General Crook House

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Gen. George Crook House
General George Crook House in Fort Omaha.jpg
LocationOmaha, NE
Coordinates41°20′14.72″N 95°57′38.01″W / 41.3374222°N 95.9605583°W / 41.3374222; -95.9605583Coordinates: 41°20′14.72″N 95°57′38.01″W / 41.3374222°N 95.9605583°W / 41.3374222; -95.9605583
Architectural styleItalianate
NRHP reference #69000131 [1]
Added to NRHPOctober 15, 1969

The General George Crook House Museum is located at 5730 North 30th Street in Fort Omaha. The Fort is located in the Miller Park neighborhood of North Omaha, Nebraska, United States.[2] The house was listed on the National Register of Historic Places in 1969, and is a contributing property to the Fort Omaha Historic District.[3]


In 1878, General George Crook moved headquarters for the Department of the Platte from downtown Omaha to Fort Omaha. The General Crook home was built in 1879 to be the residence of the Commander. Constructed in an Italianate design, the building consists of two stories with a grand garden surrounding it. Crowned by hipped roofs, the building is asymmetrical in plan and is in good condition. A long one-story porch projects from its eastern facade.

General George Crook was the only Commander to occupy the home, as the Department was disbanded after his tenure. In November, 1879, Crook and his wife entertained General and Mrs. Ulysses S. Grant at the home. In September 1880, President Rutherford B. Hayes stayed there while he was reviewing the troops at the Fort.[4]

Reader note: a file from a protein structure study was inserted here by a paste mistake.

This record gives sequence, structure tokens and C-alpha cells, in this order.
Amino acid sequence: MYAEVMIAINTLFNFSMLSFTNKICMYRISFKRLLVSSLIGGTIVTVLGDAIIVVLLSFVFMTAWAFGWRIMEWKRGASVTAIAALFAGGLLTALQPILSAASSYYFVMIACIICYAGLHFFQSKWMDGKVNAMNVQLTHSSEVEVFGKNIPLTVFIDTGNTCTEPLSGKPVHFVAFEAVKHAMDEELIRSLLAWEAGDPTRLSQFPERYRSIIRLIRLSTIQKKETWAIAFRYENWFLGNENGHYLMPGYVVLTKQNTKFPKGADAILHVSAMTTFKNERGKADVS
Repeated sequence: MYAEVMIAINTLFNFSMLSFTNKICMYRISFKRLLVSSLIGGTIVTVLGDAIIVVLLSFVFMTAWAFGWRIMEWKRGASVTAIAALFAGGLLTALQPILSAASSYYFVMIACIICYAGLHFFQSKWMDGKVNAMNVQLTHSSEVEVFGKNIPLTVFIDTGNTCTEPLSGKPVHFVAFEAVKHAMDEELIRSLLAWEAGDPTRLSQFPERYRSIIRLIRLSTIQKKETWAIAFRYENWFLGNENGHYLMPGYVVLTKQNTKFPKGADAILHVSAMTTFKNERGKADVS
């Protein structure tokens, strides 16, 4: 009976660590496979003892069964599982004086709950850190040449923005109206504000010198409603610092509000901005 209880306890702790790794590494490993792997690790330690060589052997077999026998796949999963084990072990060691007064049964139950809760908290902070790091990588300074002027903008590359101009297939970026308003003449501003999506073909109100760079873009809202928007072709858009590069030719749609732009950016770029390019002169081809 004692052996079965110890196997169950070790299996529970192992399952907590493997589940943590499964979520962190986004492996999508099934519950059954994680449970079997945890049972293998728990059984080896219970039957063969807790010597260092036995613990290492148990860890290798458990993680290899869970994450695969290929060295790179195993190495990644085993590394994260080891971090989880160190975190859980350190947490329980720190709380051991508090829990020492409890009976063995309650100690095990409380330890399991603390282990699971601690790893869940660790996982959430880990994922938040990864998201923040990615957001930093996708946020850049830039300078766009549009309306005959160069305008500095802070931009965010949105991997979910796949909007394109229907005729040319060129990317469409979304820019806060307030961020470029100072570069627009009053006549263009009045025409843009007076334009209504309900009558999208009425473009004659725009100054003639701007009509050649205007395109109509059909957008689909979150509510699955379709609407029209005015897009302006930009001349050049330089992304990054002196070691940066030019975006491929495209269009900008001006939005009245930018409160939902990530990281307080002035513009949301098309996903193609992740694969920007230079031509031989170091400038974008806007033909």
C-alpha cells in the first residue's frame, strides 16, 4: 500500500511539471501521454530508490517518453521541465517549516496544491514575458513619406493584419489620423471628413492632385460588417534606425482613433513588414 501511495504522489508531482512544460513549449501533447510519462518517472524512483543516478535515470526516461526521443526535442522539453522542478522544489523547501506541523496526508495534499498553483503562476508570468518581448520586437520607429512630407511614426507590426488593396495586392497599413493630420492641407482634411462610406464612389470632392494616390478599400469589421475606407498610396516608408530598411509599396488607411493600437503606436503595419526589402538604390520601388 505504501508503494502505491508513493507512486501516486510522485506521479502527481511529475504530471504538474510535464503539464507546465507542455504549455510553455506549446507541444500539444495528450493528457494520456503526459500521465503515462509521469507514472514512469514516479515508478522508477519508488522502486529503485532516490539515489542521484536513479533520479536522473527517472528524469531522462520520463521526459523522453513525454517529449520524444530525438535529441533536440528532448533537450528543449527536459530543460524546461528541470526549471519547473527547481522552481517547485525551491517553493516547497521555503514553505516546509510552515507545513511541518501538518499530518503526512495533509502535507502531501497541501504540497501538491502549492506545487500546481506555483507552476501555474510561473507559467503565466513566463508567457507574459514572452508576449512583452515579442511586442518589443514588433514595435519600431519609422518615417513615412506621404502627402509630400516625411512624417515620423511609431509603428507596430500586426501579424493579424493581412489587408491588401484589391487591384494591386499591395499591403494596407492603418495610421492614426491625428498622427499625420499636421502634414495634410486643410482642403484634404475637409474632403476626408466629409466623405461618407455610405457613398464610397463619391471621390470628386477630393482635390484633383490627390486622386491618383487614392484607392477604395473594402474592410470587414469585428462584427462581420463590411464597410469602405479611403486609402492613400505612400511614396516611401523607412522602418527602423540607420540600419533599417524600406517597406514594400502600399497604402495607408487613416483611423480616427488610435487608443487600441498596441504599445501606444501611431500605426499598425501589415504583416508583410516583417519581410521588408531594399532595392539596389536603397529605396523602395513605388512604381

After Crook left Fort Omaha, the house served as a home to each of the subsequent commanders of the Fort.[5] In 1905, the house was used as an officer's club and mess hall. In 1930, it was converted back to a post commander's residence, serving until the Fort was closed in 1973.[6]

The Crook House is the oldest structure built as a private residence in Omaha.

The building was named a Nebraska State Historical Site in 1970.[7]


Nebraska State Historical Marker for the General Crook House

The Douglas County Historical Society restored the house in the 1980s, refurbishing it with period furniture and restoring its heirloom Victorian gardens. Today, it is open to the public for tours and for special events.[8]

See also[edit]


  1. ^ "National Register Information System". National Register of Historic Places. National Park Service. 2007-01-23.
  2. ^ (n.d.) "Fort Omaha and the General Crook House". Archived August 13, 2007, at the Wayback Machine Douglas County Historical Society.
  3. ^ "National Register of Historic Places - NE: Douglas County". Retrieved 8/16/07.
  4. ^ "Crook House". Nebraska State Historical Society. Retrieved 8/17/07.
  5. ^ Text of Nebraska State Historical Marker. Retrieved 8/16/07.
  6. ^ Landmarks, Inc. (2003) Building for the Ages, Omaha's Architectural Landmarks. Quebecor Printing - Omaha Books. p 50.
  7. ^ Fort Omaha. Retrieved 8/16/07.
  8. ^ (nd) About Us. Douglas County Historical Society. Retrieved 7/7/07.

External links[edit]